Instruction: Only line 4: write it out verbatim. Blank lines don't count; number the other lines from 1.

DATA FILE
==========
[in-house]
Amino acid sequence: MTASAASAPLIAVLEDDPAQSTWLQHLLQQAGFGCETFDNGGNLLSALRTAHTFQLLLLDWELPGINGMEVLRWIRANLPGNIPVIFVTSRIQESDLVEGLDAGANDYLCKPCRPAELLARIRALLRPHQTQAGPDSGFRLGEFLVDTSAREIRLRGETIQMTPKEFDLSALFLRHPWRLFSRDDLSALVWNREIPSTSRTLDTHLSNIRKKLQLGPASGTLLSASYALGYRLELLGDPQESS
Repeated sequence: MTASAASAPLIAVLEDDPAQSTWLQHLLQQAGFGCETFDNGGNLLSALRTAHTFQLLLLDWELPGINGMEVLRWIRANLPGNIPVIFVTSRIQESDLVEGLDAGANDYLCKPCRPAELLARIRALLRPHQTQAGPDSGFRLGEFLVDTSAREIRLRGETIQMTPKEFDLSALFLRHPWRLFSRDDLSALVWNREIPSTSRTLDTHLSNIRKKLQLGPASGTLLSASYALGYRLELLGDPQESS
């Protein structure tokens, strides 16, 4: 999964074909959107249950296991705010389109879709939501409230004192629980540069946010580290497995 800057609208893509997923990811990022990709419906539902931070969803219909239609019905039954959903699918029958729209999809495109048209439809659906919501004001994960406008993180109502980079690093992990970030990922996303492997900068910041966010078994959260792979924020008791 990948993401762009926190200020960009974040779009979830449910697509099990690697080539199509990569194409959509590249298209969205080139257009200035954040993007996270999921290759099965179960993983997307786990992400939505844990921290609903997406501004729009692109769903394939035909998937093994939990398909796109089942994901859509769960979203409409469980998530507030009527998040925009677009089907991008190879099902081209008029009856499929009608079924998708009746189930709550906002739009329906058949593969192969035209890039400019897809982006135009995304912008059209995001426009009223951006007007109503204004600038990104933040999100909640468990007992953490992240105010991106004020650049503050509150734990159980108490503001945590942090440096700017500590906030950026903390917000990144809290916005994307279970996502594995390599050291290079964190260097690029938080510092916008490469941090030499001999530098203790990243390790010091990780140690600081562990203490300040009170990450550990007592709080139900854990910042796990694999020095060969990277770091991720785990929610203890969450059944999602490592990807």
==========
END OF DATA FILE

């Protein structure tokens, strides 16, 4: 999964074909959107249950296991705010389109879709939501409230004192629980540069946010580290497995 800057609208893509997923990811990022990709419906539902931070969803219909239609019905039954959903699918029958729209999809495109048209439809659906919501004001994960406008993180109502980079690093992990970030990922996303492997900068910041966010078994959260792979924020008791 990948993401762009926190200020960009974040779009979830449910697509099990690697080539199509990569194409959509590249298209969205080139257009200035954040993007996270999921290759099965179960993983997307786990992400939505844990921290609903997406501004729009692109769903394939035909998937093994939990398909796109089942994901859509769960979203409409469980998530507030009527998040925009677009089907991008190879099902081209008029009856499929009608079924998708009746189930709550906002739009329906058949593969192969035209890039400019897809982006135009995304912008059209995001426009009223951006007007109503204004600038990104933040999100909640468990007992953490992240105010991106004020650049503050509150734990159980108490503001945590942090440096700017500590906030950026903390917000990144809290916005994307279970996502594995390599050291290079964190260097690029938080510092916008490469941090030499001999530098203790990243390790010091990780140690600081562990203490300040009170990450550990007592709080139900854990910042796990694999020095060969990277770091991720785990929610203890969450059944999602490592990807």